As investigations into the Jan. 6 Capitol insurrection continue, federal authorities have not only arrested multiple individuals in connection to the violence but narrowed down a few suspects connected to the death of Capitol Police officer Brian Sicknick. Sicknick was one of five individuals who died during the riot; currently investigations into who is responsible for his death continue. The 13-year police veteran died a day after the riots after collapsing in his office after he was "injured while physically engaging with protestors," Capitol Police said in a statement last month. While initial reports indicated 42-year-old Sicknick was killed after being struck with a fire extinguisher, those reports were proven untrue.
According to CNN, new video evidence has aided investigators in their search and raised hopes that charges may be brought in the case soon. Sicknick’s death has been a complicated case where investigators have struggled to determine what moment he suffered his fatal injuries; while initial reports indicated he was struck by a fire extinguisher, no evidence of blunt force trauma was found. The new video footage suggests that a suspect may have sprayed an irritant, such as bear spray, that caused Sicknick to suffer a fatal reaction, an official said Wednesday.
Audio clips played during Donald Trump’s second impeachment trial depicted officers screaming during the Jan. 6 attacks that some mob members were spraying them with bear spray. Supporting these claims, Sen. Mitt Romney told reporters Wednesday that Capitol Police Officer Eugene Goodman had also shared that "he had to breathe a lot of bear spray and tear gas and that he was nauseated.” Other footage of officers being beaten by rioters were also shared to determine Trump’s role in the violence. According to court documents, more than 100 officers were injured during the riots and at least 15 officers required hospitalization.
The evening of the insurrection, Sicknick told his elder brother that while he had been pepper-sprayed at least twice, he felt fine, ProPublica reported. His family was then alerted the next day that he had suffered a stroke in his office.
To honor his bravery and commitment to protecting members of the Capitol Sicknick received one of the highest tributes that Congress can offer a civilian—he was laid in honor in the Capitol building. “That Brian and his family were made to pay such a high price for his devoted service in the Capitol was a senseless tragedy, one that we are still grappling with,” said Senate Majority Leader Chuck Schumer at the congressional tribute for Sicknick.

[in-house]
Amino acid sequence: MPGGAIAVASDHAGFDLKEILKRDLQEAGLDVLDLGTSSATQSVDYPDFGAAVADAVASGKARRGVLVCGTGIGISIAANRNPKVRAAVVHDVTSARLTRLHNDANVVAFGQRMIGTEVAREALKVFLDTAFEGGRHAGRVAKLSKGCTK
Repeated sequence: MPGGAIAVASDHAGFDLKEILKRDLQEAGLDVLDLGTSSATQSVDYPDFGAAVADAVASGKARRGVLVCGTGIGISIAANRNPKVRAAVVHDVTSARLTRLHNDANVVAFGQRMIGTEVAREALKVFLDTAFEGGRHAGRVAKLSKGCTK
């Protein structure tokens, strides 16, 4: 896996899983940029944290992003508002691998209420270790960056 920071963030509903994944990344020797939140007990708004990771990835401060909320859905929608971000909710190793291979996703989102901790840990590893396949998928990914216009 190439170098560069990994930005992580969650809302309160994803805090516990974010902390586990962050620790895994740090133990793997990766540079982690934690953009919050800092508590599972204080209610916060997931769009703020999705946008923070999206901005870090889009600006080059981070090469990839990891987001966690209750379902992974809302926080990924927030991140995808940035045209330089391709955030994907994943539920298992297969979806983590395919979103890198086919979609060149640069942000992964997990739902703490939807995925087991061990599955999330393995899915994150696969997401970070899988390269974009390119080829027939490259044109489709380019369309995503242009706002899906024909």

Sicknick’s death is heartbreaking. The actions that occurred the night of the insurrection were a sad reminder as to how backward the United States had become under the Trump administration. Fueled by hate and violence for years, Trump supporters have continued to hurt others without any regret. To date, more than 50 cases of violence have directly cited Trump as the influence and reason for the crime. Trump supporters have not only directed violence toward those who disagree with them but threatened a large number of public servants amid the pandemic. Additionally, hate crimes have seen a significant increase since Trump’s presidential term.
Trump and his minions must pay for their actions and justice must be served. As investigations continue, we can only hope that not only Sicknick’s murderer but all others involved in the Capitol riots are brought to justice. This new evidence raises questions on what actually happened on Jan. 6 and sheds light on what other crimes may have been committed.
At this time the new video the FBI is reviewing and an autopsy report have not been made public and Sicknick’s death has not yet been declared a homicide. In addition to federal authorities, his death is being investigated by the D.C. Metropolitan Police Department's homicide branch, and Capitol Police.